Symbiotic Realism and just power

Shutterstock/Sunny studio. All rights reserved.In an era of widespread decentralization, formation
of regional blocs, and popular uprisings the role of states will continue to
evolve dramatically. While they will without doubt remain pivotal, their
nature and the ways in which they deploy power are in a profound
transition. 

In parallel to these developments, the discipline
of International Relations can now benefit from a more complex understanding of
human nature than what was previously held as perennially true. The role of
rationality and egoism, long touted by the Realist school as critical to our
understanding of human and state behaviour has become subject to significant
criticism.

Neuroscience has contributed largely to providing a
more nuanced view of humans and their neurochemistry. More circumspect accounts
of human nature show that emotionality in fact plays a much more prominent
role than previously believed, which overturns the conception of the
foundations for interstate relations. A strong case can be made for the
emotionality of states alongside a greater appreciation for the role of
emotions in individual thought. These conceptions substantially undermine
classical Realism in which the structure of IR itself was taken to be both
zero-sum and analyzable in terms of pure rational self interest.

Alternatively, the theory of Symbiotic Realism adheres to our best
neurobiologically-informed understanding of human nature, and offers the
potential for a more collaborative conception of International Relations
through the use of just power.

One important tenet of Symbiotic Realism is the
acknowledgment that emotional vulnerabilities are shared by all parties, and
that these can be orchestrated for good or for ill. While the human nature of
classical Realism was fundamentally that of a pure rational egoist, Symbiotic
Realism acknowledges the importance of symbiotic relationships in which both
parties benefit from their willingness to interact cooperatively and compete in
a non-conflictual way.

As such, Symbiotic Realism recognizes four
interlocking elements which shape the global system: the neurobiological
substrates of human nature
(which provides a more complex account of human
nature), the continuing persistence of global anarchy, which today
coexists with conditions of instant connectivity and interdependence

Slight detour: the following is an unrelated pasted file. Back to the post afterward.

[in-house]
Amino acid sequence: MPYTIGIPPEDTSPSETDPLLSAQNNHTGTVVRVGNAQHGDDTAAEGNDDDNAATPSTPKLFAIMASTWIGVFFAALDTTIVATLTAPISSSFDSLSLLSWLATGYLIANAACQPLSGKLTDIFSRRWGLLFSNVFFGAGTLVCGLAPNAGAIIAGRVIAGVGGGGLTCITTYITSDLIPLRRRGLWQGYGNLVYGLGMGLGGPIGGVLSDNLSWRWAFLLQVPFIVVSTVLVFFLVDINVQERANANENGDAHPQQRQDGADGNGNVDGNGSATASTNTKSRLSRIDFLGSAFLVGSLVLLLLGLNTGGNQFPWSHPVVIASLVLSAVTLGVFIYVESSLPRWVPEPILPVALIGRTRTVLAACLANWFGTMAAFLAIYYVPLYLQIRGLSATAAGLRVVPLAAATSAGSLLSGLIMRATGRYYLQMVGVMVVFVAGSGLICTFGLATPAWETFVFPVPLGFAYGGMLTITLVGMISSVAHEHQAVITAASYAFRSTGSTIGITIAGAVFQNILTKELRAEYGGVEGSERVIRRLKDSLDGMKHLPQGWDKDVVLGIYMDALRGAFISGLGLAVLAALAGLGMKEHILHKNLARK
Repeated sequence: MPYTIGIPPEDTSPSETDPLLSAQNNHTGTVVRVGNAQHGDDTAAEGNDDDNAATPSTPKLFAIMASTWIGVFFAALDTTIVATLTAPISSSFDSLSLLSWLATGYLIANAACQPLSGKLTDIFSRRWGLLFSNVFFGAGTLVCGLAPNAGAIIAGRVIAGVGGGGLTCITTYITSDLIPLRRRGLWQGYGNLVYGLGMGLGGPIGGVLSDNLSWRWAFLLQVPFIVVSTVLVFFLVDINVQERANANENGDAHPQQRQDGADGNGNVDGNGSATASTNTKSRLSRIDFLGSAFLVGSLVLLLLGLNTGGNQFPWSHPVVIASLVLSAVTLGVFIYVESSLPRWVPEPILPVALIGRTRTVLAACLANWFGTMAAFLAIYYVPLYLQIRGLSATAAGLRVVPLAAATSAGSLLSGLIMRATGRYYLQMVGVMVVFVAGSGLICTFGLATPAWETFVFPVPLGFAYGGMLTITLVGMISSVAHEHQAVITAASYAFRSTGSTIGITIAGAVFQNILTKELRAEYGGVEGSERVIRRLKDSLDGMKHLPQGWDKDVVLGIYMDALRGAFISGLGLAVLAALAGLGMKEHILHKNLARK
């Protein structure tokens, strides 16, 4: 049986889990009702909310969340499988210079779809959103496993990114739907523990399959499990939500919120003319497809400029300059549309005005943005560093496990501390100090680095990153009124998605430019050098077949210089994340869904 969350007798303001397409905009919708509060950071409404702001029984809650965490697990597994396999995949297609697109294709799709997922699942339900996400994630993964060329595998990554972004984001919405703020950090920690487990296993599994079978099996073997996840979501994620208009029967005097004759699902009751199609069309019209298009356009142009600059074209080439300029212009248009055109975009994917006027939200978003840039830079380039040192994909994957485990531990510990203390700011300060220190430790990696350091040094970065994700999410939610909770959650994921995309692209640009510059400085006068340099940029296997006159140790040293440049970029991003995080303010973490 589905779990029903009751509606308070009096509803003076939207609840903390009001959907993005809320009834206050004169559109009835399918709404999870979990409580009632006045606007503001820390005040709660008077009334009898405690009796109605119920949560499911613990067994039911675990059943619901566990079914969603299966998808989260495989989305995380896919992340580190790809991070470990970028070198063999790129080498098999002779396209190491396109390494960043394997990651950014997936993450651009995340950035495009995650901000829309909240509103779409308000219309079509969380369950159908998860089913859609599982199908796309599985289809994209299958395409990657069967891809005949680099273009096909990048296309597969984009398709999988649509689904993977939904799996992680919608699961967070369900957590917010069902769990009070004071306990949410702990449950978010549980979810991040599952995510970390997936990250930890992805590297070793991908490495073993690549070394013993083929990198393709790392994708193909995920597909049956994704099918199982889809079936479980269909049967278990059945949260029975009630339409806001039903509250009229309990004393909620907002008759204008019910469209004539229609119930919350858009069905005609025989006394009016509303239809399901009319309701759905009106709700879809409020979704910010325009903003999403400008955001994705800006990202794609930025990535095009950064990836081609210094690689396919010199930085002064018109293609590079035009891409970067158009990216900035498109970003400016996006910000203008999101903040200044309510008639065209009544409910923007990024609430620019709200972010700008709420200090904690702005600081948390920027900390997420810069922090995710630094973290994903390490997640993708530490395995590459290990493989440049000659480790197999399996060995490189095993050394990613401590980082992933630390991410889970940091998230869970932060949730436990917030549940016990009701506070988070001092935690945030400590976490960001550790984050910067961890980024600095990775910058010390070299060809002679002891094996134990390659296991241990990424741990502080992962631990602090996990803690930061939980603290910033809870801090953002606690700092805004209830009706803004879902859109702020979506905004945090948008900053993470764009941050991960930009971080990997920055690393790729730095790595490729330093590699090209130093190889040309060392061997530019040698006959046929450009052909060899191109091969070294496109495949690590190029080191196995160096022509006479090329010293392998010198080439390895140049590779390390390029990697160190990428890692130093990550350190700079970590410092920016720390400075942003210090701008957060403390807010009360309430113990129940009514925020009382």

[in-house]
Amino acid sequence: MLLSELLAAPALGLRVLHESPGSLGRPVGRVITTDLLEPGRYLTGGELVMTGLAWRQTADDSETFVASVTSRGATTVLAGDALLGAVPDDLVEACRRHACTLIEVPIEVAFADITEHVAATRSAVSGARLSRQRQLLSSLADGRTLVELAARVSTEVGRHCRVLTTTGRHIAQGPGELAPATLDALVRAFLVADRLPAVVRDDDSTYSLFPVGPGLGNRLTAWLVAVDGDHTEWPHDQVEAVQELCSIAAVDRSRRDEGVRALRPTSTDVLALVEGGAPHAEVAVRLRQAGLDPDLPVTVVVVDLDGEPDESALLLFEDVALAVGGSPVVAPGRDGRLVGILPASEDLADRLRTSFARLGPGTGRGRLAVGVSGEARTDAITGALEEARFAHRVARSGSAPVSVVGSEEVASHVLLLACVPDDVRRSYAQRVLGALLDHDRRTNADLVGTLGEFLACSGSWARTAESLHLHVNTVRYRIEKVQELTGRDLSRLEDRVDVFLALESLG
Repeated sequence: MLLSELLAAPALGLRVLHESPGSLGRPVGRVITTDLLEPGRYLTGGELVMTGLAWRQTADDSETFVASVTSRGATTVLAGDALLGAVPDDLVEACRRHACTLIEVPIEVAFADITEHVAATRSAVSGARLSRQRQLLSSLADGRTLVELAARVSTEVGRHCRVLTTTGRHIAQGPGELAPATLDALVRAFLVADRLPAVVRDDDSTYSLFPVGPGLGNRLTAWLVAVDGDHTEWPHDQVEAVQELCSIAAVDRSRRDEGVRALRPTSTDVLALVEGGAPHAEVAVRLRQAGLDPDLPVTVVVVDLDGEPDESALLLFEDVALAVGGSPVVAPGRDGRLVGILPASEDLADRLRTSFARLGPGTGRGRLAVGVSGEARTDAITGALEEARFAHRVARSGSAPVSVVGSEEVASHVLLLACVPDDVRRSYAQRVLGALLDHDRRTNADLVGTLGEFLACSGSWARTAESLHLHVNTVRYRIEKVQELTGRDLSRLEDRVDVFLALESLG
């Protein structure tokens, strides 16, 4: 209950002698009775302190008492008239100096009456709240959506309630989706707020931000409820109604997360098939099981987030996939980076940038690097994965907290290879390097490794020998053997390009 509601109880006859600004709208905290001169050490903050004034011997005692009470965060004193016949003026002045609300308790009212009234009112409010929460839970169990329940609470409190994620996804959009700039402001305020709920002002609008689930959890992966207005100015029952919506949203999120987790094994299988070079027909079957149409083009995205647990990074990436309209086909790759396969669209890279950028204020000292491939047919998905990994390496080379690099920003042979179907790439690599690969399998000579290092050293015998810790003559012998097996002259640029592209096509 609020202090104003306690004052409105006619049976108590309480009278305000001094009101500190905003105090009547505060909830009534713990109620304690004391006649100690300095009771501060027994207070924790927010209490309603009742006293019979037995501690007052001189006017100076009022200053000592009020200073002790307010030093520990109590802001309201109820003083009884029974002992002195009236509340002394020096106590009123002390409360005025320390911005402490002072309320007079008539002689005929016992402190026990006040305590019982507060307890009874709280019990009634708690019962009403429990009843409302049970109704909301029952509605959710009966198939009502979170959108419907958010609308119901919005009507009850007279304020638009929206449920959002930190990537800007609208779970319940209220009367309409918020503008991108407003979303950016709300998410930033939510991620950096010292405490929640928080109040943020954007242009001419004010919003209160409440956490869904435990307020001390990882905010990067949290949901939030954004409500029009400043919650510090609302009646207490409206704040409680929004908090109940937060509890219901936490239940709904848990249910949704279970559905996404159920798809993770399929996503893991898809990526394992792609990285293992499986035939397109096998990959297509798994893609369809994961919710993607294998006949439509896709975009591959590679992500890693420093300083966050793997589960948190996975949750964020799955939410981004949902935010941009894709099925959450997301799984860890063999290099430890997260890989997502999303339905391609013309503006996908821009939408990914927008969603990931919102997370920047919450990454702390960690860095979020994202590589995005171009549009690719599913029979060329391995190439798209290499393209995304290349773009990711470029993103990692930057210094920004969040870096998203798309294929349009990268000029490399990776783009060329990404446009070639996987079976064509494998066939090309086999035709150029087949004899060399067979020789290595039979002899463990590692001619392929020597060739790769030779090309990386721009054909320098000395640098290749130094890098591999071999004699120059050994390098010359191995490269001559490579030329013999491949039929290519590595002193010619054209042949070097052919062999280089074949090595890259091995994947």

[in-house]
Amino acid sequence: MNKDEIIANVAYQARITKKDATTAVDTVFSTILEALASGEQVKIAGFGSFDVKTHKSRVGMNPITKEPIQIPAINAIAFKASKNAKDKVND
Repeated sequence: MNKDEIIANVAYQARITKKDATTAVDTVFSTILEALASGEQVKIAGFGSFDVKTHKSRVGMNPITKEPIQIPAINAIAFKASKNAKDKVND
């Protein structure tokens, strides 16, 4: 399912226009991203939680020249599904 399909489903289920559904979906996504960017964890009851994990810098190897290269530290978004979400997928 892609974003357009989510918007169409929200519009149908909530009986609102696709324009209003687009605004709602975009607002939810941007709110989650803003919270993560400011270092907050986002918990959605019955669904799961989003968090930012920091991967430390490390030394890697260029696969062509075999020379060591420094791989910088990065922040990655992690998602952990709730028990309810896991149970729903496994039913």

Emotionality, individuals, and states

Neuroscience and advanced brain-scanning technology
has helped to elaborate our understanding of human nature in at least two
important ways. The first is to lessen the role of reason in human
decision-making, in large part by demonstrating the immensely important role of emotions. The second is to name
and characterize aspects of the ego that do not manifest straightforwardly in
terms of self-interest or power-seeking. With regard to the first of these,
there is growing consensus in both neurological and psychological research that
human beings have long overestimated the role of reason in their
thoughts.  Reason has an important role, but comes into play more rarely
than is usually understood, and typically only after emotions have had their
say.

The circumstances necessary for reason can best be
realized where just power is consistently employed. The term
“just power” is defined here as the exercise of power that respects human
dignity and international norms, is savvy with regard to current global
conditions, and protects the national interest. In these conditions, emotions
will inevitably be present and have causal efficacy, but their effects will be
accommodated rather than downplayed or ignored. Just power generates stability
as well as a wider recognition of the equal availability and legitimacy of this
stability.

This consideration does not override the basic
tenet of international politics that self-interest is the fundamental attribute
of human nature nor the argument about emotionality. This self-interest evolved
according to selection pressures in precisely the same ways as all other
features of human beings, and these attributes are marked by a strong
inclination towards self-preservation. The fundamental nature of these emotions
also highlights the importance of group inclusion and a narrative of identity
in fully developed human beings. Therefore, these attributes might broadly be
construed as egoist in the sense that they are required for individual human
flourishing, yet they simultaneously indicate an irreducible interdependence of
people which undermines a simplistic conception of self-interested rational
actors.